Home Features Lighthouse Challenge of NJ Takes the Spotlight This Weekend

Lighthouse Challenge of NJ Takes the Spotlight This Weekend

One of the Garden State’s most popular autumn events is returning this year: The Lighthouse Challenge of New Jersey. Every year, hundreds travel to New Jersey’s coastline to visit its 14 lighthouses and life-saving stations from Sandy Hook Bay in the North, to Cape May in the South, to the Delaware Bay in the Southwest.

The goal is to stop at every spot up and down the coastline and reach the top of the lighthouse before time expires.


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Bright Lights, Big Foodie

For the first time in the event’s history, the challenge, which is jointly organized by all of the lighthouses involved, will feature food trucks at select spots. Challenge hours are from 8:00 am to 6:00 pm, Saturday, Oct. 21 to Sunday, Oct. 22.

lighthouse challenge

Most lighthouses are free to climb, while others require a small fee. Donations are encouraged to help fund the operation and upkeep of the historic sites.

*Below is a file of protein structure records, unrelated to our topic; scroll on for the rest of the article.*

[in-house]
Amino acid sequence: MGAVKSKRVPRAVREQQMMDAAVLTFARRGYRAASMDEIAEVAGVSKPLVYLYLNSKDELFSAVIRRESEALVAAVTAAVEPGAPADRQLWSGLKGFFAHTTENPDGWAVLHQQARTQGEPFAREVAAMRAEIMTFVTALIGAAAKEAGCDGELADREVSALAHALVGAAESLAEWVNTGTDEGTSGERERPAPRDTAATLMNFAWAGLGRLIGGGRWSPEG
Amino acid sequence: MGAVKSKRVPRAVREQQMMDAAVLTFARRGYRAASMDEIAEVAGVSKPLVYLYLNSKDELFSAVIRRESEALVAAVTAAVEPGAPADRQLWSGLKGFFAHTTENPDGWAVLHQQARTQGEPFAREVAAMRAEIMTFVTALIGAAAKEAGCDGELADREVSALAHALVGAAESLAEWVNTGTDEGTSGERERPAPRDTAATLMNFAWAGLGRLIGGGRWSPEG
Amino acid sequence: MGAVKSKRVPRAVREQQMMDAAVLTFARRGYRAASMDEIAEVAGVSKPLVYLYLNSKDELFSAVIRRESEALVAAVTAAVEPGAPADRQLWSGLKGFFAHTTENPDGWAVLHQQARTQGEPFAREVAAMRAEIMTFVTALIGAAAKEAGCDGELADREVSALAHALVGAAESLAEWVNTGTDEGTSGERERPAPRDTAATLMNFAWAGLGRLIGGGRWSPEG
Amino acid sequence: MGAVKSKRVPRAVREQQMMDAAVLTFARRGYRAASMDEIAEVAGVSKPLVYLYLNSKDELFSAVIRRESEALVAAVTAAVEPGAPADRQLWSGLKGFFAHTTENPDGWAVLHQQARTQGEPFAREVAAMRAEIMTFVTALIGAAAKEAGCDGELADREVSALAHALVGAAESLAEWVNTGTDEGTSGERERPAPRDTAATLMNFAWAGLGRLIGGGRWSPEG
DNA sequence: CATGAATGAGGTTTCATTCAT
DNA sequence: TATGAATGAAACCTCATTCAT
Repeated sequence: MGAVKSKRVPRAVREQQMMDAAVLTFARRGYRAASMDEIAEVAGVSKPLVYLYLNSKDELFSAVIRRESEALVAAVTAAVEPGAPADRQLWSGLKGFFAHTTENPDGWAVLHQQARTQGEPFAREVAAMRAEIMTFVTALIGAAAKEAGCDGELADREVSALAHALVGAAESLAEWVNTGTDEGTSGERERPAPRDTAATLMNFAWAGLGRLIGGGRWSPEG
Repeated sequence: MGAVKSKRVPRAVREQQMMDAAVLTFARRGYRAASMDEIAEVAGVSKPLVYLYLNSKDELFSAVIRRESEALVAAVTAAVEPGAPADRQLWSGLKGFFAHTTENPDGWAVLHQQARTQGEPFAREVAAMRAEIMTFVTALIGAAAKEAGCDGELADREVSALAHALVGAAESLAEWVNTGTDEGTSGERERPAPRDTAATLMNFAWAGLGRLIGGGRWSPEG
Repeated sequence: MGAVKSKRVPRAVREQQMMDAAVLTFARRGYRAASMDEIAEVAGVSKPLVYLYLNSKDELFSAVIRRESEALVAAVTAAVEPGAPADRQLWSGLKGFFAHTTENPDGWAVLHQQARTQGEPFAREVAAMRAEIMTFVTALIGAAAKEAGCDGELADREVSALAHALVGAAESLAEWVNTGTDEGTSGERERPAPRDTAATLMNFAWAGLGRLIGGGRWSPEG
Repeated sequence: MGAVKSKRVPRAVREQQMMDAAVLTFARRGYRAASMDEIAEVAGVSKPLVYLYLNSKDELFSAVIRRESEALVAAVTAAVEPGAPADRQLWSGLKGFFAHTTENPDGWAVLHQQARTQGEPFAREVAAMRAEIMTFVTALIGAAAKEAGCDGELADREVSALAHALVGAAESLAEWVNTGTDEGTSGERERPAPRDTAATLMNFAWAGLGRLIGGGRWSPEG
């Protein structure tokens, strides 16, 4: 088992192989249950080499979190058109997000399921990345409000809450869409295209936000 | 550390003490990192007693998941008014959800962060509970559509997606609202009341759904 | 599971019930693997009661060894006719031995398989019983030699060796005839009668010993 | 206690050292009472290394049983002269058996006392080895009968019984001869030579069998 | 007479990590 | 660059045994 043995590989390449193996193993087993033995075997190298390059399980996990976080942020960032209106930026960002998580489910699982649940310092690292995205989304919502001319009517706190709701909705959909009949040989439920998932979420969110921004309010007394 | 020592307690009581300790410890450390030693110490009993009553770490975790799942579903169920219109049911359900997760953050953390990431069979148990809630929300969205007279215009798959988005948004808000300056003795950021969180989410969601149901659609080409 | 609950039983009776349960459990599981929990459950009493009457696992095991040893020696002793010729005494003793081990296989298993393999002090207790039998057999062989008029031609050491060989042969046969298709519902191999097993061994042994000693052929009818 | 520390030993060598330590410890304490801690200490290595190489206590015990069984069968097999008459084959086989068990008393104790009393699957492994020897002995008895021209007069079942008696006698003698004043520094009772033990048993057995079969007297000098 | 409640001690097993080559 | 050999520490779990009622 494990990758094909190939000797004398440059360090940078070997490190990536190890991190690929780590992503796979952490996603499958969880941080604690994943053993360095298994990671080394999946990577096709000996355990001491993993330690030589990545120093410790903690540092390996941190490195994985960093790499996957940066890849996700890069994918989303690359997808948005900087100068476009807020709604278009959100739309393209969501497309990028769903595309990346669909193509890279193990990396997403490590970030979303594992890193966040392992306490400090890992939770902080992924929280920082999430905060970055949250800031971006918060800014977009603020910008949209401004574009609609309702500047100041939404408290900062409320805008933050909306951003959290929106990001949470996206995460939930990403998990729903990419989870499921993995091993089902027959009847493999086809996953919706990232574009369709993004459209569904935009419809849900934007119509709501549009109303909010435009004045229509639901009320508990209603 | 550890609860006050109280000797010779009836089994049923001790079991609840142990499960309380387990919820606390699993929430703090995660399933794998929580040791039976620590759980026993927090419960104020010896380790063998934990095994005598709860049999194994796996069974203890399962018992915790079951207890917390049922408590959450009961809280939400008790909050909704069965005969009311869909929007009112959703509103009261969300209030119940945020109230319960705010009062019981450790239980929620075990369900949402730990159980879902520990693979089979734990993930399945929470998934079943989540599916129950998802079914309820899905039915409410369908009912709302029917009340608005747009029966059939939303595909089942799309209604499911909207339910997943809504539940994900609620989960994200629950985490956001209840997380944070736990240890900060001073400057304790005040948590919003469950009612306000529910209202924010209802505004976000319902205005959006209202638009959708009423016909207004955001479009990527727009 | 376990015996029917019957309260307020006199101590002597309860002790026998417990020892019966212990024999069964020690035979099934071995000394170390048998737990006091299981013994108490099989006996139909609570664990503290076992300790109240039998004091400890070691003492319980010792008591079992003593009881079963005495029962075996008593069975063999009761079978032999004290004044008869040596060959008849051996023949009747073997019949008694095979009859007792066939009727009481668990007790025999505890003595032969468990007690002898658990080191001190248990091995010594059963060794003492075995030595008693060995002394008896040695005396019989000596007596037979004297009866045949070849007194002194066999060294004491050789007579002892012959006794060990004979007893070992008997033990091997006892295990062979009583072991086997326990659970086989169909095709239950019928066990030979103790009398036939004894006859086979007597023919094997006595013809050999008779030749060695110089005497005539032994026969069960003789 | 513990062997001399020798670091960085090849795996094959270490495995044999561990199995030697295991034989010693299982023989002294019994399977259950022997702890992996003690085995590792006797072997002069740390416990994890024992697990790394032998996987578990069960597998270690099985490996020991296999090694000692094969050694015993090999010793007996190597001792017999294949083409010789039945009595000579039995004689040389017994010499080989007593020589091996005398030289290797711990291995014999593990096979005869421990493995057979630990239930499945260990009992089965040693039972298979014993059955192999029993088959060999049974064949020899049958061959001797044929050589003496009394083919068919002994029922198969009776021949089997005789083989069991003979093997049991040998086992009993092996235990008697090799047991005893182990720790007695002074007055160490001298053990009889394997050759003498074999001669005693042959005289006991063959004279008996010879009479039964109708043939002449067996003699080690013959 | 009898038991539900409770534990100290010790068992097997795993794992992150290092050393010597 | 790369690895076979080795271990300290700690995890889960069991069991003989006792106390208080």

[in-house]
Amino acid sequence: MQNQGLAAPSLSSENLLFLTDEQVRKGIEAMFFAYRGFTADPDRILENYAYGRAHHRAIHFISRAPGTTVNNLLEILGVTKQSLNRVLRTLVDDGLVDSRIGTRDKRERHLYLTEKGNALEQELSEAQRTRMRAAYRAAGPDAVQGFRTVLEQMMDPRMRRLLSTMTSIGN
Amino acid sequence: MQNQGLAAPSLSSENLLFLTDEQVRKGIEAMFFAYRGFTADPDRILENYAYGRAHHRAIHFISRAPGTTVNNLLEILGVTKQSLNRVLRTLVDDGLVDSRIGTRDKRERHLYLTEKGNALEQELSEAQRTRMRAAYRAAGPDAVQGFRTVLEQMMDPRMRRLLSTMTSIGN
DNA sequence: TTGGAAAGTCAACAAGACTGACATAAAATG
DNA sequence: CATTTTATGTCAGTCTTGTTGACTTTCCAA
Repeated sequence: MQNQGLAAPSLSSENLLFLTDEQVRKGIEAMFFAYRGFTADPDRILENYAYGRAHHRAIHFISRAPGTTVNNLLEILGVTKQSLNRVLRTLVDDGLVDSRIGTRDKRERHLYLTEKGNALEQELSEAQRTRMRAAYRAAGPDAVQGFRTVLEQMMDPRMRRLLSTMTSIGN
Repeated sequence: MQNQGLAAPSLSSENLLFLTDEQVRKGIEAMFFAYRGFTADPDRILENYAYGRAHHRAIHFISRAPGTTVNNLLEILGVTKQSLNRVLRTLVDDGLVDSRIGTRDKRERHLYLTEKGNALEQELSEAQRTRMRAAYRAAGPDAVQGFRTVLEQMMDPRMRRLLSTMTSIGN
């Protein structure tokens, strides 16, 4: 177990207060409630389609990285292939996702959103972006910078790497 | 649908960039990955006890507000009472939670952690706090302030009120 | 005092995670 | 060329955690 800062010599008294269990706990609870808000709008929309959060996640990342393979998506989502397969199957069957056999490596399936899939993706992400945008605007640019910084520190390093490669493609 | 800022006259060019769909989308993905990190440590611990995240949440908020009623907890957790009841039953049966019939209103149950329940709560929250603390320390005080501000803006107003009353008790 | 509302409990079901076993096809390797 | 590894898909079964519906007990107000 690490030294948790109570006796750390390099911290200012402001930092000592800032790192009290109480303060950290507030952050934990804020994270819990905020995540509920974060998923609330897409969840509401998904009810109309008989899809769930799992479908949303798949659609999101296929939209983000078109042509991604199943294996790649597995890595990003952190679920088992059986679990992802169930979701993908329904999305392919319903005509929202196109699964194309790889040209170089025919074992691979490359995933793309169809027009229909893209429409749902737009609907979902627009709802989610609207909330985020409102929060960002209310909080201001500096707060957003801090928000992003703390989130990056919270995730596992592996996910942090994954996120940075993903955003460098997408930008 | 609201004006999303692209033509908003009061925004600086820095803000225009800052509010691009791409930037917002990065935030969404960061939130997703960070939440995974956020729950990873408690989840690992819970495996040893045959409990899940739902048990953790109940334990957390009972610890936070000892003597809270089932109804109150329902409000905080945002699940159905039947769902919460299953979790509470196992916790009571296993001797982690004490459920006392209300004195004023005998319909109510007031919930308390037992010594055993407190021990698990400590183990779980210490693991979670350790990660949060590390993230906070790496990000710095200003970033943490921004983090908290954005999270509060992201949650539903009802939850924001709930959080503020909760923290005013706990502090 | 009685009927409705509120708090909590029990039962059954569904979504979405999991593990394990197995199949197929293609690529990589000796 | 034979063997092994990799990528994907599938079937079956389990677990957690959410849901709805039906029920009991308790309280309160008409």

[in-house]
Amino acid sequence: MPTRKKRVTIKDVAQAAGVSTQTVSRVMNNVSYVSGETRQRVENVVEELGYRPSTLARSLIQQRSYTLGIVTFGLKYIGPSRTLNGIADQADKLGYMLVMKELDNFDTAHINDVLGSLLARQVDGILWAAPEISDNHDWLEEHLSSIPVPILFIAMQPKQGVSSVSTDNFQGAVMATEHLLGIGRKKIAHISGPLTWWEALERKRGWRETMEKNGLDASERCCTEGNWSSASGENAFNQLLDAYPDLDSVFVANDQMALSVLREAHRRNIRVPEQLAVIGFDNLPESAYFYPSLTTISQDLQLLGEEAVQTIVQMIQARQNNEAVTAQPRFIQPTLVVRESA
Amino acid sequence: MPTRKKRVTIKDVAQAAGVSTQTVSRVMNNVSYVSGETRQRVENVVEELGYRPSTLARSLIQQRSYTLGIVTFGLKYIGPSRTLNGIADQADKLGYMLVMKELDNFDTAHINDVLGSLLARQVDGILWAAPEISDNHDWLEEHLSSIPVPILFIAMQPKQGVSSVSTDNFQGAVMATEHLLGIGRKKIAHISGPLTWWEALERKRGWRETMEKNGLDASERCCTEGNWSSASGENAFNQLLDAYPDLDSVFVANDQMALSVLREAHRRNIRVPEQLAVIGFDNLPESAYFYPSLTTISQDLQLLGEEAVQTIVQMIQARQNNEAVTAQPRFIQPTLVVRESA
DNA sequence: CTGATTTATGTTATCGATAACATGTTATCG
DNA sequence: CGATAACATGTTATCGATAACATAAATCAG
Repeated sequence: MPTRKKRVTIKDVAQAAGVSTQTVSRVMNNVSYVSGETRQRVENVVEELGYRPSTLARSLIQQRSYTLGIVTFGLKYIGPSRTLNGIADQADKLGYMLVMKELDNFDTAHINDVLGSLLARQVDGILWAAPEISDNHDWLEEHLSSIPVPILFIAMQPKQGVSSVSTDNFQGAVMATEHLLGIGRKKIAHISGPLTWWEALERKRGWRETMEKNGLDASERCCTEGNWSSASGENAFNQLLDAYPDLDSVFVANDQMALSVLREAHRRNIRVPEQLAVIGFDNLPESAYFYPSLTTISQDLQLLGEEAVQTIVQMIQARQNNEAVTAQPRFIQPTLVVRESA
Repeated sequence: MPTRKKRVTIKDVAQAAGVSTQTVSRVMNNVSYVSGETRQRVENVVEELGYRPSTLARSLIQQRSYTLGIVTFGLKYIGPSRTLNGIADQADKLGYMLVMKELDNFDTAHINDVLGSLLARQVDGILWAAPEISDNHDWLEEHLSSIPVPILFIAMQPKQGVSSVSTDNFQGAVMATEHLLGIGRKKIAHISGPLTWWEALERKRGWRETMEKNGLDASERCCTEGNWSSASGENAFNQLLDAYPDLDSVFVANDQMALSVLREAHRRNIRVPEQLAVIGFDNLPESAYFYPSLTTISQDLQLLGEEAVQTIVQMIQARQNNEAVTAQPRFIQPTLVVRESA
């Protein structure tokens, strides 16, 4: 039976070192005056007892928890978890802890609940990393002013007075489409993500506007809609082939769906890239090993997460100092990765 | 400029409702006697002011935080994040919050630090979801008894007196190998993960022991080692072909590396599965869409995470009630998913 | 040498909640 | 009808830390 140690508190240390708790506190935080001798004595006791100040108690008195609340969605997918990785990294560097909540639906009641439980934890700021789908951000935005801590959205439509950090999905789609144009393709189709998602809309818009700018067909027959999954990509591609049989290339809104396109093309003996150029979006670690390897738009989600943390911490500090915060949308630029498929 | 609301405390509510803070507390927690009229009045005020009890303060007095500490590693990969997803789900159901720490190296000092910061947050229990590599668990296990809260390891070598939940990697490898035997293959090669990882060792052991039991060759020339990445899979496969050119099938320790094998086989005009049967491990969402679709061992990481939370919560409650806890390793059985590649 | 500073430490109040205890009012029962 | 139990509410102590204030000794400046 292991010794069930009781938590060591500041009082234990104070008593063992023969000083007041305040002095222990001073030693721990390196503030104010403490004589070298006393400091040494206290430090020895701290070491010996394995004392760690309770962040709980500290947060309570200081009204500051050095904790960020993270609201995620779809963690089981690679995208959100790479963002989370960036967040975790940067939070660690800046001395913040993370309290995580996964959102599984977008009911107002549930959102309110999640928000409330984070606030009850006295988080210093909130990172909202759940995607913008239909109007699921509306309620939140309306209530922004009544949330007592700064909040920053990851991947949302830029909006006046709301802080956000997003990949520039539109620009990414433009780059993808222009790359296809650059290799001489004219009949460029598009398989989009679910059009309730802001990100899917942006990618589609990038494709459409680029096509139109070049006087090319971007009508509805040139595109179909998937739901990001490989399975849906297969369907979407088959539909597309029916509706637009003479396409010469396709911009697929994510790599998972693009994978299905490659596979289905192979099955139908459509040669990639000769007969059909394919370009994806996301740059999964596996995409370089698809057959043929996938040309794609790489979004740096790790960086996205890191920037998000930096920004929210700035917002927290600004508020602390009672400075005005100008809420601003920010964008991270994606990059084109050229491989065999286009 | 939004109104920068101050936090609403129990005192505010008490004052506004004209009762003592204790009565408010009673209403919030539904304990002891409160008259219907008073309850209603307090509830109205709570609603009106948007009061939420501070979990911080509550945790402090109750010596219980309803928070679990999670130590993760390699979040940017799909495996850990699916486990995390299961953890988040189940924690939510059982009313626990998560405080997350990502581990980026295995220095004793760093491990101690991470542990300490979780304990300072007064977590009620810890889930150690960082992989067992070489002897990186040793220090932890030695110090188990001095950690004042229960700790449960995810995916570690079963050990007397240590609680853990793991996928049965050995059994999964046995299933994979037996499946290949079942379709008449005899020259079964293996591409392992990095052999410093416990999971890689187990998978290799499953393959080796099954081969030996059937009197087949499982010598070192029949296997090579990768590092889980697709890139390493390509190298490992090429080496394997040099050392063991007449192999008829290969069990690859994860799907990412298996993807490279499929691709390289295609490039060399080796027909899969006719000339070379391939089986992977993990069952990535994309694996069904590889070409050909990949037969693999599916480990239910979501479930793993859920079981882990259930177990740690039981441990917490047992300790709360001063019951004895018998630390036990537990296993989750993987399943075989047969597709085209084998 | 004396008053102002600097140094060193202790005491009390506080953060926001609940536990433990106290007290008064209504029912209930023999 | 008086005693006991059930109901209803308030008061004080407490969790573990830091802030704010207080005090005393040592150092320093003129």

Nanci Coughlin, Director of Tour Operations and Manager of the Cape May Lighthouse and the Mid-Atlantic Center for the Arts & Humanities (MAC), explains that there is no one best way to see all of the lighthouses.

Creating a route “is really dependent upon where someone lives, where they wish to start; do they wish to do an overnight and is going on a night climb important to them,” Coughlin said. “It is all really just personal choice. There is no wrong or right way, but the important thing is that they enjoy the event; and hopefully help raise awareness of these wonderful sites, some of which are not normally open to the public.”

Meanwhile, Carol Winkie of the New Jersey Lighthouse Society, which ran the then 11-lighthouse event from 2000 to 2009, said she continues to support the Lighthouse Challenge and the larger mission of lighthouse preservation.

lighthouse challenge

The Start of Something New

Of course, the New Jersey challenge inspires spin-offs in other states, she says.

“After we started the Challenge, other lighthouse organizations started challenges; such as the Maryland Challenge, Long Island Challenge, and Martha’s Vineyard Challenge,” Winkie adds.

“Today, the Lighthouse Challenge of New Jersey consists of 11 land-based lighthouses; Barnegat Lighthouse Museum; two life-saving stations (in Ocean City and in Stone Harbor); a virtual tour of the Delaware Bay lighthouses, and the New Jersey Lighthouse Society,” she says.

For more info, including historical details about each location and directions, visit the challenge website.